Defending private homes near public forests could overwhelm Forest Service — report
This is from E&E News here.
Below is an excerpt:
Increased home building on private lots near public forestland could push firefighting costs to levels that nearly consume the Forest Service’s annual $5.5 billion budget, but there is still time to avoid such a disastrous scenario, a new report says.
The report, released today by Bozeman, Mont.-based Headwaters Economics, used 2010 Census Bureau data to determine that more than 19,000 square miles of private land near public forests across the West consists of undeveloped but highly sought-after parcels.
If only half these lands within the so-called wildland-urban interface (WUI) were developed, federal firefighting costs could balloon to as much as $4.3 billion, or most of the Forest Service’s annual budget.
Oregon, with more than 5,100 square miles of undeveloped land in the WUI, is most at risk, followed by California (3,800 square miles) and Washington (3,200 square miles), according to the report.
Rasker said a key goal of the report is to urge federal policymakers to take steps to shift the responsibility for protecting these homes to the local counties and municipalities that permitted the development.
Among the solutions proposed by Headwaters Economics is mapping areas that are at “high probability” of wildfires and developing financial incentives for local governments to redirect development away from them. Another solution is to eliminate the mortgage interest tax deduction for homeowners who build new homes within the WUI.
“The fundamental challenge is that those who permit and build homes on fire-prone lands — county commissioners, developers and homeowners — do not bear their proportional cost of defending these homes from wildfires,” he said. “We would see a much different pattern of development in the West if the federal government shifted the financial responsibility of defending homes to local governments and those who build homes on fire-prone lands.”
The report by the nonprofit research group comes on the heels of a 2012 wildfire season that ranks among the most expensive in Forest Service history. The Department of Agriculture’s Office of Inspector General has reported that protecting private property from forest fires accounts for at least half of all firefighting costs.
A Forest Service spokesman in Washington, D.C., did not respond to requests to comment for this story.
But the report drew some sharp criticism from Andy Stahl, executive director of Forest Service Employees for Environmental Ethics in Eugene, Ore.
“I doubt that wildfire risk will ever be a driving policy consideration when it comes to local land-use decisions. It never has been. So I’m skeptical it ever will be,” Stahl said.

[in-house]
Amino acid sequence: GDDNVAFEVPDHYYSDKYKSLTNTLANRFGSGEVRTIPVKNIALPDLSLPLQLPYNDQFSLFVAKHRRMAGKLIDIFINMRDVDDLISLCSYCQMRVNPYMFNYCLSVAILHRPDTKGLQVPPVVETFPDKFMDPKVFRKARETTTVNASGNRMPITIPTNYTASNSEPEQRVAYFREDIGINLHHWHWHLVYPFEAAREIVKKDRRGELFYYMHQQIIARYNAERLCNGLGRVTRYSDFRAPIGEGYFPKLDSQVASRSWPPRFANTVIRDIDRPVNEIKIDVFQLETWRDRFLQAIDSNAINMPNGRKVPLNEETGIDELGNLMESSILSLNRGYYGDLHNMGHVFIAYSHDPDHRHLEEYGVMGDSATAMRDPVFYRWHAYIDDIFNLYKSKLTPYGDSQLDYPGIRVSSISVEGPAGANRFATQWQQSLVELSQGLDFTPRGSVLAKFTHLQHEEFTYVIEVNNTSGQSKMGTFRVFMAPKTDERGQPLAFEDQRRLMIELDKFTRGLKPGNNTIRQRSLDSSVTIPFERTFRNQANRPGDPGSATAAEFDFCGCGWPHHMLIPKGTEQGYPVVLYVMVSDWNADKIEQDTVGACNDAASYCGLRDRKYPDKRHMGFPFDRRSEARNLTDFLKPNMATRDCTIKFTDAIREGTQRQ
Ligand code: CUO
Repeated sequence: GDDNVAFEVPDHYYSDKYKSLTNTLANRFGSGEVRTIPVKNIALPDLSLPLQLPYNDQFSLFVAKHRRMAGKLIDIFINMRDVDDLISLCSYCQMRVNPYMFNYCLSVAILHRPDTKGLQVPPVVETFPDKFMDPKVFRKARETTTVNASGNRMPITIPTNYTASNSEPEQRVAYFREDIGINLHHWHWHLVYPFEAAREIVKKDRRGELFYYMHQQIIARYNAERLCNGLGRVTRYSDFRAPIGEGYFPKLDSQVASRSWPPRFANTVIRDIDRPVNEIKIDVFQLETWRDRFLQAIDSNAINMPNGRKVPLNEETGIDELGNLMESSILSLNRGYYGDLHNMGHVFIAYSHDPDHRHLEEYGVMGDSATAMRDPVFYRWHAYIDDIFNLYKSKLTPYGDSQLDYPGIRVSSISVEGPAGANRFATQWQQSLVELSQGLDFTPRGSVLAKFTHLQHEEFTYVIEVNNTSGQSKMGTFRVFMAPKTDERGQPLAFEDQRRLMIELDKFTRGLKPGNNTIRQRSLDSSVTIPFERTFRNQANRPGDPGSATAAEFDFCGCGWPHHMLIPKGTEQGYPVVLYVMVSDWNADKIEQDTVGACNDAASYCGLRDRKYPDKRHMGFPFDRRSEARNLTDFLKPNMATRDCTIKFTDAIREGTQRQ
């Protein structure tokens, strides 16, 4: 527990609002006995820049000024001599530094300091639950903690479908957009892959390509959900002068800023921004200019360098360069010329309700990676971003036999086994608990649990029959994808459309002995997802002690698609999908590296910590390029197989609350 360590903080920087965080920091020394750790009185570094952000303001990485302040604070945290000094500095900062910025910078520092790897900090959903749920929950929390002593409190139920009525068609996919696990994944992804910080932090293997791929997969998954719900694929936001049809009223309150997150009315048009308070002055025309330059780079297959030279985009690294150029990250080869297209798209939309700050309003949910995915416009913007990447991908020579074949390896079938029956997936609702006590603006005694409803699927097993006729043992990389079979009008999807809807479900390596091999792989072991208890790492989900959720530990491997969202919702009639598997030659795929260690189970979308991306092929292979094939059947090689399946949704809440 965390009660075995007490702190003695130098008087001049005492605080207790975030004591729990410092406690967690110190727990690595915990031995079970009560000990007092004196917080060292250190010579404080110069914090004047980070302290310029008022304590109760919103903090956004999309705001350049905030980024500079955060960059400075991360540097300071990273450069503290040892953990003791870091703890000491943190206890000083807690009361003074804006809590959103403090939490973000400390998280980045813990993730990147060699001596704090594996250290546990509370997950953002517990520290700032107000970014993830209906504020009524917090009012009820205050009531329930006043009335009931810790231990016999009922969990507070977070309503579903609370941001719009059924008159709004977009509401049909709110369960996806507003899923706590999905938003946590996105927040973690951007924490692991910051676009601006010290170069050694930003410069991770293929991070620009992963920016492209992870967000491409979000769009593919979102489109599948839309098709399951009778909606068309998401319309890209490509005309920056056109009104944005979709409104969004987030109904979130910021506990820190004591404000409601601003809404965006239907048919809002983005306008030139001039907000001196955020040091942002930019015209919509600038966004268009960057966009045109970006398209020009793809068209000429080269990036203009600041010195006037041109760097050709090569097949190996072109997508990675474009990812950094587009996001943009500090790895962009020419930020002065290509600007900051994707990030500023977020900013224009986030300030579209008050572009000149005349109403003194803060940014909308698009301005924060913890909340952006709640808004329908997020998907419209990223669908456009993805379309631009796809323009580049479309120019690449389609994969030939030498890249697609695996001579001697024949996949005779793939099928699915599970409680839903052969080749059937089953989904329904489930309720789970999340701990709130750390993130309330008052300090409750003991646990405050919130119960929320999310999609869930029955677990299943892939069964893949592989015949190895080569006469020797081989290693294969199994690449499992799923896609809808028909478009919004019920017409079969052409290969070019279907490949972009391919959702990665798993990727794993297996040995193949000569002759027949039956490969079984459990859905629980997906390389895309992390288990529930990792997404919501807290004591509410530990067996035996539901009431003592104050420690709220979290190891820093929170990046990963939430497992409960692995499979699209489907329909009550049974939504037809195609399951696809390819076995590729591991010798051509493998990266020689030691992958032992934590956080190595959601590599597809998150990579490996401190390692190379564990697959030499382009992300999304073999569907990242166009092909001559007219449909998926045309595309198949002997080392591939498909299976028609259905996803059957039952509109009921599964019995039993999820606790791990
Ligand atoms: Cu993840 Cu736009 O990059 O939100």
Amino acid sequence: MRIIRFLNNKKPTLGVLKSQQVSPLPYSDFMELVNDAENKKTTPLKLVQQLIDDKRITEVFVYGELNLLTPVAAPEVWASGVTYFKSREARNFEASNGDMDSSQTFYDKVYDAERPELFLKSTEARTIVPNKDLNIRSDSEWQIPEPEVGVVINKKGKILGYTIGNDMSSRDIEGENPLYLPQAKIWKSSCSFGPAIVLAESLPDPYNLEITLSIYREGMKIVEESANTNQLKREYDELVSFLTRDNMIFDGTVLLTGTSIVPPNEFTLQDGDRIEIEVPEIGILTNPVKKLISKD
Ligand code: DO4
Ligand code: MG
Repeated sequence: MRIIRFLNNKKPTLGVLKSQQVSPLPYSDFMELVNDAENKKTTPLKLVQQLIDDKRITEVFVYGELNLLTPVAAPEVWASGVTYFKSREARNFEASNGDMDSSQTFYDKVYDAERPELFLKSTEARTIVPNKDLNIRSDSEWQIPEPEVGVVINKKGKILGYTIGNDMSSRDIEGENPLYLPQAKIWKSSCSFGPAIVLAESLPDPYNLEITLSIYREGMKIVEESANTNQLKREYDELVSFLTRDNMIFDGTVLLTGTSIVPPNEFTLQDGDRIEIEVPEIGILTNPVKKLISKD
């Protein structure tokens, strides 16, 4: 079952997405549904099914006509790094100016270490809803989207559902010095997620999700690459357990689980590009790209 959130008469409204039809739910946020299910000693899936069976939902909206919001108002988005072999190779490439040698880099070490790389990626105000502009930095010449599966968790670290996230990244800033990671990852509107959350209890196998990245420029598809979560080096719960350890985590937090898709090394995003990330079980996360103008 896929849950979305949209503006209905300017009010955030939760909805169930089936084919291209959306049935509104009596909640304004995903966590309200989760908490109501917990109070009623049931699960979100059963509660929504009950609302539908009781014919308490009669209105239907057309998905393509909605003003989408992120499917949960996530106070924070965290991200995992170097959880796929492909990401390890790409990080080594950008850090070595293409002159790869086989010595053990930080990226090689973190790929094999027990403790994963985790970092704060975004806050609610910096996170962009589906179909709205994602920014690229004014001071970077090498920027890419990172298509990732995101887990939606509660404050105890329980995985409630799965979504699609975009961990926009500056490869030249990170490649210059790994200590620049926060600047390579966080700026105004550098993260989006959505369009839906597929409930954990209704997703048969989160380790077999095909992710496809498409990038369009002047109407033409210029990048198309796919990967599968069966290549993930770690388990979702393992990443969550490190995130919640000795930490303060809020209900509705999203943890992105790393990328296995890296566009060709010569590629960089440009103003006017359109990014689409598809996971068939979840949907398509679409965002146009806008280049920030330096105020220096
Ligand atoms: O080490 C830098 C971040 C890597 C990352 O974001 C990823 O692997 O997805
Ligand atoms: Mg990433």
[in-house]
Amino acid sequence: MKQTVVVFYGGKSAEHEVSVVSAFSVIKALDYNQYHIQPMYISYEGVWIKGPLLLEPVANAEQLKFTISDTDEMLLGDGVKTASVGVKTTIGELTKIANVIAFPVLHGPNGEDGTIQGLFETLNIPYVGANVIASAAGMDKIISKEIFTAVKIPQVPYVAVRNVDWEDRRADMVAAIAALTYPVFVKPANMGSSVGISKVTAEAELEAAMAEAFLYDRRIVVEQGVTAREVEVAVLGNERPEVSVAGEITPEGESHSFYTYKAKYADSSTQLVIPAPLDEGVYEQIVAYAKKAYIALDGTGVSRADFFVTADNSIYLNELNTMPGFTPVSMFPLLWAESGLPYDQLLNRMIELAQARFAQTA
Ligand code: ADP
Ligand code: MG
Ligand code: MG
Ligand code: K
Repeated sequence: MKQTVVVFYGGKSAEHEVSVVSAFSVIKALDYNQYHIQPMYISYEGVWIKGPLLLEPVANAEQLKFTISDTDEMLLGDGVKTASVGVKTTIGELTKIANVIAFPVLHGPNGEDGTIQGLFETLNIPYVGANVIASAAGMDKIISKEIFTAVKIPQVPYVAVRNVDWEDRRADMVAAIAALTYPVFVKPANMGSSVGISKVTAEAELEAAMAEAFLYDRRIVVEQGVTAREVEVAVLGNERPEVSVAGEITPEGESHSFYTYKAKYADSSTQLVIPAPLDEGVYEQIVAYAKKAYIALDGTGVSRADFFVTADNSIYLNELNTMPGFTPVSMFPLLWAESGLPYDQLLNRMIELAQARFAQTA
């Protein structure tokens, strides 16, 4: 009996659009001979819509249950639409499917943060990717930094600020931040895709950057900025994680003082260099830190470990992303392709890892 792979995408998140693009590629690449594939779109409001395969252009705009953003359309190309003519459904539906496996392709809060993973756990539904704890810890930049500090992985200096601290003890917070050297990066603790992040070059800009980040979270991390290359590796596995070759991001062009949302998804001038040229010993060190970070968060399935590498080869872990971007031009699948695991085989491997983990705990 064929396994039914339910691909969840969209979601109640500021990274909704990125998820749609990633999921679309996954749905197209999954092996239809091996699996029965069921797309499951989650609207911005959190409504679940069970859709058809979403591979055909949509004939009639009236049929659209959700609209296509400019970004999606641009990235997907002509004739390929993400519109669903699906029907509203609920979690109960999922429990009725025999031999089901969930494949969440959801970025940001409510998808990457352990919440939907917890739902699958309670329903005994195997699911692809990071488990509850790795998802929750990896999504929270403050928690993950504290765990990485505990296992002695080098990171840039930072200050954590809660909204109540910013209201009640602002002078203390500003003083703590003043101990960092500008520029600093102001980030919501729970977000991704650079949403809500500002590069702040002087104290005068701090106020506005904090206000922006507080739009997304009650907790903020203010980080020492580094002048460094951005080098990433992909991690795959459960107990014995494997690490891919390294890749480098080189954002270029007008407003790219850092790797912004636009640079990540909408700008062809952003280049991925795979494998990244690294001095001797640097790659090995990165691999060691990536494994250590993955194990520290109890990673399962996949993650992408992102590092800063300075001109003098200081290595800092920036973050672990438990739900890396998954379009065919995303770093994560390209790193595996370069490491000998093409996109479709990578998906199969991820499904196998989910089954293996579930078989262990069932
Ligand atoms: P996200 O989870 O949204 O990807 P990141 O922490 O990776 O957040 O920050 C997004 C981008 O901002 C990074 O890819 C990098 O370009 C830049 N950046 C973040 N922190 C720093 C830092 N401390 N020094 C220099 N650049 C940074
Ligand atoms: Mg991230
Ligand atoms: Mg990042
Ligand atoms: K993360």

The reason, he said, is that the risk to homes from wildfires is simply not that great.
“Why isn’t the insurance industry requiring higher [insurance] premiums when building in fire plains as it does when building in flood plains? The answer is that, actuarially speaking, the risk isn’t that high,” he said. “The risk of losing a house to fire is much higher associated with ignition sources from inside the house, such as a poorly installed wood stove, bad wiring. The risk is much, much higher from those traditional home immolation sources.”
The focus, he said, should remain on insuring that homes built in the WUI are built correctly to withstand fires and that homeowners are required to clear bushes and other nearby vegetation that can spread a wildfire.
In Oregon, for example, he said the state has laws in place requiring homeowners to reduce brush and to take over fuel-reduction treatments or risk having to pay the bill for the state to suppress a fire, thus shifting the financial burden to “irresponsible” landowners.
He said concern about development in the WUI is “a surrogate issue” that’s “being used by those who oppose private land-sprawl.” He added, “Trying to use federal firefighting policy as the fulcrum or lever to change the way Montana or anywhere else does its local land-use policy is very much an uphill battle.”
Still, some states are beginning to take the issue seriously.
In Colorado, for example, where Headwaters Economics calculates there is more than 1,400 square miles of undeveloped land in the WUI, Gov. John Hickenlooper (D) recently signed an executive order creating a task force composed of state forest and firefighting experts, county and city representatives, insurance providers and homebuilders to study what should be done about growing populations near public forestland, among other issues (Greenwire, Jan. 31).
Note from Sharon: Andy was darn articulate on this, IMHO. I would only add that linking Hickenlooper’s task force and “reducing growing populations” is a bit of a stretch. But don’t take my word for it, here it is from the State horse’s mouth.
Also, the Colorado Roadless workers had many interesting discussions with different groups and university folk about mapping WUI. Let’s just say there are many different ways, which could conceivably yield different answers.
Again, this seems like a question of trade-offs. If our population is increasing, people have to build somewhere. If you live in dry areas, then wildfire is a risk. Sometimes I wish when people did studies saying “don’t do that, it’s bad” they would also say “do this instead, it’s better.”